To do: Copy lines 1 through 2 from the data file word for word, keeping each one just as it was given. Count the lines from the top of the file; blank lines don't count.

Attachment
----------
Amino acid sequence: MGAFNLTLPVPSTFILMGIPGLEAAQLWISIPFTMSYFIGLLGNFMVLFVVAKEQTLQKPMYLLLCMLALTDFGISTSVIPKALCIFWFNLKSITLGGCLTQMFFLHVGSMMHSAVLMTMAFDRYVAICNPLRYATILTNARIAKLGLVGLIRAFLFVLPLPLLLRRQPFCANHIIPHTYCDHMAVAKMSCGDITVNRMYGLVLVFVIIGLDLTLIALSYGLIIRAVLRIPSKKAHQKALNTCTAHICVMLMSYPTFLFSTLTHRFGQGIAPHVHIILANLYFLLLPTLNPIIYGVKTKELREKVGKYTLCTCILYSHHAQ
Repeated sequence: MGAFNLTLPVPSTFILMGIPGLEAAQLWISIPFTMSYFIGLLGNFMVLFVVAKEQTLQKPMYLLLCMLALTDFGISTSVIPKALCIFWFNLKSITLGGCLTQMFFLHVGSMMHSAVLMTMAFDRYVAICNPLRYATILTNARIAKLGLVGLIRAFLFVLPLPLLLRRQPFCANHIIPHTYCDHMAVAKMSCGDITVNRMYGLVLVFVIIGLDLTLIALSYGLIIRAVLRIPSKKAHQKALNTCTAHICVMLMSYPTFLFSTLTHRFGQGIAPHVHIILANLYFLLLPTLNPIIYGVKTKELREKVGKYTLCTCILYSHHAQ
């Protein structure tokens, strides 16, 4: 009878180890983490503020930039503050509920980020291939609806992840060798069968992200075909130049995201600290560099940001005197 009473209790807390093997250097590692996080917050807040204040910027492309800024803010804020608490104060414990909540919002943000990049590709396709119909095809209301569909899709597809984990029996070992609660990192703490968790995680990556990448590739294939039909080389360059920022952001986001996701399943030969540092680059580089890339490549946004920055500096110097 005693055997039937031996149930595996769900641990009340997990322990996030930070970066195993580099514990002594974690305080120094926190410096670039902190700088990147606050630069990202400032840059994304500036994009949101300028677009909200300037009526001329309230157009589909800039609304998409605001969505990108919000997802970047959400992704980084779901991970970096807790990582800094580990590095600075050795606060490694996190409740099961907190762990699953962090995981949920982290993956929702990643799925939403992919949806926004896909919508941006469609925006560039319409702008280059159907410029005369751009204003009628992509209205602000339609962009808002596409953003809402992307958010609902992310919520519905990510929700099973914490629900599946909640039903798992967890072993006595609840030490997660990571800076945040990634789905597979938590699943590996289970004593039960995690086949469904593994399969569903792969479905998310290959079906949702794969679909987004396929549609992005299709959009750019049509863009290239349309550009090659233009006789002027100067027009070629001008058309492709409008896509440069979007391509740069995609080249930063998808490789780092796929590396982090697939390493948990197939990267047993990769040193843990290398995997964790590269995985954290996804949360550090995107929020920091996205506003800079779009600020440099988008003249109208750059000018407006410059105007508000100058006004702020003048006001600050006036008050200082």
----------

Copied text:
Amino acid sequence: MGAFNLTLPVPSTFILMGIPGLEAAQLWISIPFTMSYFIGLLGNFMVLFVVAKEQTLQKPMYLLLCMLALTDFGISTSVIPKALCIFWFNLKSITLGGCLTQMFFLHVGSMMHSAVLMTMAFDRYVAICNPLRYATILTNARIAKLGLVGLIRAFLFVLPLPLLLRRQPFCANHIIPHTYCDHMAVAKMSCGDITVNRMYGLVLVFVIIGLDLTLIALSYGLIIRAVLRIPSKKAHQKALNTCTAHICVMLMSYPTFLFSTLTHRFGQGIAPHVHIILANLYFLLLPTLNPIIYGVKTKELREKVGKYTLCTCILYSHHAQ
Repeated sequence: MGAFNLTLPVPSTFILMGIPGLEAAQLWISIPFTMSYFIGLLGNFMVLFVVAKEQTLQKPMYLLLCMLALTDFGISTSVIPKALCIFWFNLKSITLGGCLTQMFFLHVGSMMHSAVLMTMAFDRYVAICNPLRYATILTNARIAKLGLVGLIRAFLFVLPLPLLLRRQPFCANHIIPHTYCDHMAVAKMSCGDITVNRMYGLVLVFVIIGLDLTLIALSYGLIIRAVLRIPSKKAHQKALNTCTAHICVMLMSYPTFLFSTLTHRFGQGIAPHVHIILANLYFLLLPTLNPIIYGVKTKELREKVGKYTLCTCILYSHHAQ